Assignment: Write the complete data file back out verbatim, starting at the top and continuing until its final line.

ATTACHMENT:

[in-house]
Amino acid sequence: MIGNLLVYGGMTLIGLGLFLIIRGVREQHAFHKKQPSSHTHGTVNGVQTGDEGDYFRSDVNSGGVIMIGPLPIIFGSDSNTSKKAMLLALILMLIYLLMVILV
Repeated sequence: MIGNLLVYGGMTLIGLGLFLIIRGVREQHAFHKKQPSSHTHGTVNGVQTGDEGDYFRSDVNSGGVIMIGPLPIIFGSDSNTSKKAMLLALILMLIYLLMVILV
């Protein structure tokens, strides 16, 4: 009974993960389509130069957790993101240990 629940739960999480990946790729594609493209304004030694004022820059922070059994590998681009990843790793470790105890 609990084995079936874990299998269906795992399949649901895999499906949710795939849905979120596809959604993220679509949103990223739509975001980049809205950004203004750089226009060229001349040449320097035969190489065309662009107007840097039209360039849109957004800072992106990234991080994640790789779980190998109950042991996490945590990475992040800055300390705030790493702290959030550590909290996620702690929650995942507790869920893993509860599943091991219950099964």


[in-house]
Amino acid sequence: MIGNLLVYGGMTLIGLGLFLIIRGVREQHAFHKKQPSSHTHGTVNGVQTGDEGDYFRSDVNSGGVIMIGPLPIIFGSDSNTSKKAMLLALILMLIYLLMVILV
Repeated sequence: MIGNLLVYGGMTLIGLGLFLIIRGVREQHAFHKKQPSSHTHGTVNGVQTGDEGDYFRSDVNSGGVIMIGPLPIIFGSDSNTSKKAMLLALILMLIYLLMVILV
């Protein structure tokens, strides 16, 4: 009974993960389509130069957790993101240990 629940739960999480990946790729594609493209304004030694004022820059922070059994590998681009990843790793470790105890 609990084995079936874990299998269906795992399949649901895999499906949710795939849905979120596809959604993220679509949103990223739509975001980049809205950004203004750089226009060229001349040449320097035969190489065309662009107007840097039209360039849109957004800072992106990234991080994640790789779980190998109950042991996490945590990475992040800055300390705030790493702290959030550590909290996620702690929650995942507790869920893993509860599943091991219950099964």